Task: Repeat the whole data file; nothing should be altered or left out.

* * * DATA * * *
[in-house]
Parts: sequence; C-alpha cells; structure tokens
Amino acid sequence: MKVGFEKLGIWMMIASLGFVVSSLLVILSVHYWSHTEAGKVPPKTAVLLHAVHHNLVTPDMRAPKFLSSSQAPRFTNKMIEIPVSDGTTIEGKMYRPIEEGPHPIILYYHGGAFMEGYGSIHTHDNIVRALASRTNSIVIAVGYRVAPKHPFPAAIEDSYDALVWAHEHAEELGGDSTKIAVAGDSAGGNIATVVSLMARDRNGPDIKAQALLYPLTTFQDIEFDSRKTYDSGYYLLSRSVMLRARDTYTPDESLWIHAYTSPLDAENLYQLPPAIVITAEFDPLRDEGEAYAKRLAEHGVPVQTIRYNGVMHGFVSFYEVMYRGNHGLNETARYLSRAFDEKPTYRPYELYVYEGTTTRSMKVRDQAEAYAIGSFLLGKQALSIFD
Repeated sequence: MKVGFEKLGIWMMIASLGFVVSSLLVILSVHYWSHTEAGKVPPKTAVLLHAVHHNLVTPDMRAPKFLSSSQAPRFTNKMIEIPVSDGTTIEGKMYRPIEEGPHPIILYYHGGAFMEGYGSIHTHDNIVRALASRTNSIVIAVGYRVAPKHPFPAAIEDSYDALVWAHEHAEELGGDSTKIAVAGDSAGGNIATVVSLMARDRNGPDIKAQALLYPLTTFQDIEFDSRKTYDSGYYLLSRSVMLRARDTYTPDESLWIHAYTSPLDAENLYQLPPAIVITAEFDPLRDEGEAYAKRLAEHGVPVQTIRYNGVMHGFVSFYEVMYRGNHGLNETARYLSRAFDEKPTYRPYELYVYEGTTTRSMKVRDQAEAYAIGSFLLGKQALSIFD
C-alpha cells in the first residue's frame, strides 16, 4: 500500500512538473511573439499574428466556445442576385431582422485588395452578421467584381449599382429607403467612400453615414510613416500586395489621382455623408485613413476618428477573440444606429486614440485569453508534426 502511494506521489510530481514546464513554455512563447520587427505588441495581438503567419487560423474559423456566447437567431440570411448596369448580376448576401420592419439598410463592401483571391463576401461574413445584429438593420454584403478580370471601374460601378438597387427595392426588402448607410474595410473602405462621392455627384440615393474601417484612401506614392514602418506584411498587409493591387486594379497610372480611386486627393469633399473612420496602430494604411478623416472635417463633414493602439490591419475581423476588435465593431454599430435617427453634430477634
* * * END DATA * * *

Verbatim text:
[in-house]
Parts: sequence; C-alpha cells; structure tokens
Amino acid sequence: MKVGFEKLGIWMMIASLGFVVSSLLVILSVHYWSHTEAGKVPPKTAVLLHAVHHNLVTPDMRAPKFLSSSQAPRFTNKMIEIPVSDGTTIEGKMYRPIEEGPHPIILYYHGGAFMEGYGSIHTHDNIVRALASRTNSIVIAVGYRVAPKHPFPAAIEDSYDALVWAHEHAEELGGDSTKIAVAGDSAGGNIATVVSLMARDRNGPDIKAQALLYPLTTFQDIEFDSRKTYDSGYYLLSRSVMLRARDTYTPDESLWIHAYTSPLDAENLYQLPPAIVITAEFDPLRDEGEAYAKRLAEHGVPVQTIRYNGVMHGFVSFYEVMYRGNHGLNETARYLSRAFDEKPTYRPYELYVYEGTTTRSMKVRDQAEAYAIGSFLLGKQALSIFD
Repeated sequence: MKVGFEKLGIWMMIASLGFVVSSLLVILSVHYWSHTEAGKVPPKTAVLLHAVHHNLVTPDMRAPKFLSSSQAPRFTNKMIEIPVSDGTTIEGKMYRPIEEGPHPIILYYHGGAFMEGYGSIHTHDNIVRALASRTNSIVIAVGYRVAPKHPFPAAIEDSYDALVWAHEHAEELGGDSTKIAVAGDSAGGNIATVVSLMARDRNGPDIKAQALLYPLTTFQDIEFDSRKTYDSGYYLLSRSVMLRARDTYTPDESLWIHAYTSPLDAENLYQLPPAIVITAEFDPLRDEGEAYAKRLAEHGVPVQTIRYNGVMHGFVSFYEVMYRGNHGLNETARYLSRAFDEKPTYRPYELYVYEGTTTRSMKVRDQAEAYAIGSFLLGKQALSIFD
C-alpha cells in the first residue's frame, strides 16, 4: 500500500512538473511573439499574428466556445442576385431582422485588395452578421467584381449599382429607403467612400453615414510613416500586395489621382455623408485613413476618428477573440444606429486614440485569453508534426 502511494506521489510530481514546464513554455512563447520587427505588441495581438503567419487560423474559423456566447437567431440570411448596369448580376448576401420592419439598410463592401483571391463576401461574413445584429438593420454584403478580370471601374460601378438597387427595392426588402448607410474595410473602405462621392455627384440615393474601417484612401506614392514602418506584411498587409493591387486594379497610372480611386486627393469633399473612420496602430494604411478623416472635417463633414493602439490591419475581423476588435465593431454599430435617427453634430477634